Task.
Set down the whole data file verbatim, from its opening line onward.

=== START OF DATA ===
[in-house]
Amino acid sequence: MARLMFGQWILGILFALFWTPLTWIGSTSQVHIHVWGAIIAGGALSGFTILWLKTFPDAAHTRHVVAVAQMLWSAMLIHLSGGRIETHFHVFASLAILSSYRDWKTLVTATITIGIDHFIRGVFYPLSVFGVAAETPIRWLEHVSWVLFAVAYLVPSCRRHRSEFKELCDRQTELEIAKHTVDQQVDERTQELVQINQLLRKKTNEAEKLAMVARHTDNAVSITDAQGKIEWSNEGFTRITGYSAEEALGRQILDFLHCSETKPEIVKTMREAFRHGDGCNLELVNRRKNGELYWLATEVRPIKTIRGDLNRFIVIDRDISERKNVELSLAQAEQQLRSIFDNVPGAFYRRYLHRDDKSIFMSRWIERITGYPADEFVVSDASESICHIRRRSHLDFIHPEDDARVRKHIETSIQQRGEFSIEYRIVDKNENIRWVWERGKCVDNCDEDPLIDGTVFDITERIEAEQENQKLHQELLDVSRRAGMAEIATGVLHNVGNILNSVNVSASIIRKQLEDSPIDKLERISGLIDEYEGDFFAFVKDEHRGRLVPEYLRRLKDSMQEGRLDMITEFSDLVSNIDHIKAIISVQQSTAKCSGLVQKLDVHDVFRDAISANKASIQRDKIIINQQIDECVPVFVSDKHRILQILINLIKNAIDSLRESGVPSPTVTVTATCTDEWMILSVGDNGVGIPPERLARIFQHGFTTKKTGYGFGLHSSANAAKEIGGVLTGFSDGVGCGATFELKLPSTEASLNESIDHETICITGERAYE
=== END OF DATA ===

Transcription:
[in-house]
Amino acid sequence: MARLMFGQWILGILFALFWTPLTWIGSTSQVHIHVWGAIIAGGALSGFTILWLKTFPDAAHTRHVVAVAQMLWSAMLIHLSGGRIETHFHVFASLAILSSYRDWKTLVTATITIGIDHFIRGVFYPLSVFGVAAETPIRWLEHVSWVLFAVAYLVPSCRRHRSEFKELCDRQTELEIAKHTVDQQVDERTQELVQINQLLRKKTNEAEKLAMVARHTDNAVSITDAQGKIEWSNEGFTRITGYSAEEALGRQILDFLHCSETKPEIVKTMREAFRHGDGCNLELVNRRKNGELYWLATEVRPIKTIRGDLNRFIVIDRDISERKNVELSLAQAEQQLRSIFDNVPGAFYRRYLHRDDKSIFMSRWIERITGYPADEFVVSDASESICHIRRRSHLDFIHPEDDARVRKHIETSIQQRGEFSIEYRIVDKNENIRWVWERGKCVDNCDEDPLIDGTVFDITERIEAEQENQKLHQELLDVSRRAGMAEIATGVLHNVGNILNSVNVSASIIRKQLEDSPIDKLERISGLIDEYEGDFFAFVKDEHRGRLVPEYLRRLKDSMQEGRLDMITEFSDLVSNIDHIKAIISVQQSTAKCSGLVQKLDVHDVFRDAISANKASIQRDKIIINQQIDECVPVFVSDKHRILQILINLIKNAIDSLRESGVPSPTVTVTATCTDEWMILSVGDNGVGIPPERLARIFQHGFTTKKTGYGFGLHSSANAAKEIGGVLTGFSDGVGCGATFELKLPSTEASLNESIDHETICITGERAYE